Genuinely feeling as though someone was behind me blowing in my ear at The Encounter (Barbican)
From immersive theatre to sensory theatre with my trip to Simon McBurney’s one-man show The Encounter. Using special technology (including the head in the photo), he was able to transport us in to the rainforests of Brazil. The moment he had us close our eyes and then created the effect that someone really was behind my right ear, blowing on it, was astonishing. The possibilities for audience interaction in future shows is very exciting indeed if such experiences can now be created.
The magical illusions in Harry Potter & The Cursed Child (Palace)
The most eagerly awaited show on the planet was just as much fun as I’d hoped (and I’m not even a huge Potter fan) and one of the biggest thrills of the theatre year for me was seeing the illusions achieved in this production. I especially loved the entrance to the Ministry of Magic. The cast must be on skates or something backstage to get from one part of the stage to another so fast! A treat for young and old alike.
Watching Glenn Close in Sunset Boulevard from the centre of the front row (London Coliseum)
Glenn Close as Norma Desmond was a performance I’d been looking forward to since it was announced and on seeing it, I just had to go back for a second time. I’m still amazed that this wasn’t a total sell out, but the fact that a week before, I was able to buy a front row ticket was unbelievable. Having Close stand so close to me and deliver that performance was a real thrill for me in 2016.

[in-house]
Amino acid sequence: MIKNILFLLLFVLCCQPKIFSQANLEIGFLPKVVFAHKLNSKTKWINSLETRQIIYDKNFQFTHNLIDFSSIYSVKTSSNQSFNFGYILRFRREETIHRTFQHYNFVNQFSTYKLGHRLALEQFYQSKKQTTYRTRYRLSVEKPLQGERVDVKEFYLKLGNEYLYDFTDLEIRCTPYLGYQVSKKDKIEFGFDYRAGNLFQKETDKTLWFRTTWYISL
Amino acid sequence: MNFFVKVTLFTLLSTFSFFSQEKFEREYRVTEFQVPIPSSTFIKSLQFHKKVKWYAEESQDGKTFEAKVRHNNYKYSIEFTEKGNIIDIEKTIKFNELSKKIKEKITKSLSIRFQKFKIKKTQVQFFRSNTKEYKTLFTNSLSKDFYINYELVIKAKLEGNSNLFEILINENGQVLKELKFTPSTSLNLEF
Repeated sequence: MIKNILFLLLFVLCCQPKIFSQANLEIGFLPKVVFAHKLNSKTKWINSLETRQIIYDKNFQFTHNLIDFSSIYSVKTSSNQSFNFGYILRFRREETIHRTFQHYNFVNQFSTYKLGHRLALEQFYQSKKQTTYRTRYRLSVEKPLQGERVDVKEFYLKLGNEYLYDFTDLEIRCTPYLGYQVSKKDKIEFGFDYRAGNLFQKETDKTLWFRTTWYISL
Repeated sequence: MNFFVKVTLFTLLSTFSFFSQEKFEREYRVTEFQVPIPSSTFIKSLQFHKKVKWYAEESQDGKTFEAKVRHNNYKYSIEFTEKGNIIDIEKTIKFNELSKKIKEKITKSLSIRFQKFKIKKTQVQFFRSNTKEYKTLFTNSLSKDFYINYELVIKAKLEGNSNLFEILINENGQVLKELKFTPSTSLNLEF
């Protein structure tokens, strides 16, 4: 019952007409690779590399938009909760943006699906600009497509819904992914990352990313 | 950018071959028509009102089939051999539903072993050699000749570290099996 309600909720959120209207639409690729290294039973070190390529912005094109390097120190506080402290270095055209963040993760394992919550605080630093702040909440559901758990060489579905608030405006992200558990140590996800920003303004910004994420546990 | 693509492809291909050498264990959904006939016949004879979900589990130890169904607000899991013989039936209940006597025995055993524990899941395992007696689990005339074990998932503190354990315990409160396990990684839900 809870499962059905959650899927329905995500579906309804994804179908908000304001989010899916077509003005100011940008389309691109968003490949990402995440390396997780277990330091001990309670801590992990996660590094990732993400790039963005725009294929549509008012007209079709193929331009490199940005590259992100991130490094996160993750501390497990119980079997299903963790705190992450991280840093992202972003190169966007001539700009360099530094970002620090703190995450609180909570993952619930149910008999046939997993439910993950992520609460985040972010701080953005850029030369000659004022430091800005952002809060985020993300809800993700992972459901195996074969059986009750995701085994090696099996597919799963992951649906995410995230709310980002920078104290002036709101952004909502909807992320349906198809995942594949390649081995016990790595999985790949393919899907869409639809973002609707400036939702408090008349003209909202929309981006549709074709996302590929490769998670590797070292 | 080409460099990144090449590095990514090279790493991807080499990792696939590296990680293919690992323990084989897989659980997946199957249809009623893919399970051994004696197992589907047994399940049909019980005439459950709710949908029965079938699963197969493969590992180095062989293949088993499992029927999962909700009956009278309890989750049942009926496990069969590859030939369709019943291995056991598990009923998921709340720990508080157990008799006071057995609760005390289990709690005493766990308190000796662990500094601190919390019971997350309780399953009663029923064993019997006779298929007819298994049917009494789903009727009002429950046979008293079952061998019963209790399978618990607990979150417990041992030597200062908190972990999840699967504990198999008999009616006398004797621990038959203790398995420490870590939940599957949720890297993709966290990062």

Saying goodbye to War Horse and Groundhog Day at their final London performances (New London and Old Vic)
I was lucky enough to be at the final London performances of both War Horse at the New London Theatre and Groundhog Day at the Old Vic in 2016. The first show was closing after over nine years, during which it has delighted and moved so many audiences and it was lovely to hear author Michael Morpurgo’s words of thanks to its cast and crew. On the other hand, we’d barely had Groundhog Day in theatreland before it was off to prepare for Broadway. I loved the show (it’s my favourite of 2016) and being able to say a fond farewell to it, from the front row no less, was a joy.
Experiencing the enthusiasm of New York audiences for Shakespeare during the RSC’s King and Country tour (BAM, NYC)
This year also saw my first trip to NYC since 2012 and it was filled with a great deal of wonderful theatre. However, one of the things that truly stood out was during my time at the BAM Harvey Theatre in Brooklyn, where the RSC was showcasing its King and Country cycle. Having seen it in both Stratford-Upon-Avon and London, I was surprised to experience the plays in a new environment. Antony Sher has talked about how the New York audiences were more enthusiastic and I agree with him. There was a new kind of excitement in the venue and lines received an audience response they hadn’t in the UK, which in turn had an effect on the actors. From chatting to other audience members, many had read the plays before coming and had a genuine enthusiasm for the plays. It was wonderful to be a part of it.
Being given a reminder of how precious time and life is by Gavin Plimsole (Greenwich Theatre)
One of the new theatres I visited during 2016 was the Greenwich Theatre and I was rather moved by its show The Inevitable Heartbreak of Gavin Plimsole. As we journey through the last part of Gavin’s life, depicted by marbles dropping through a chute after a certain number of heartbeats, the audience was reminded of how precious life is and how we should not take it for granted. At the end of the show, we each opened a box. Mine had a marble in it for me to keep. I have kept it in my handbag ever since. Sometimes it is the smallest shows that make the biggest impression.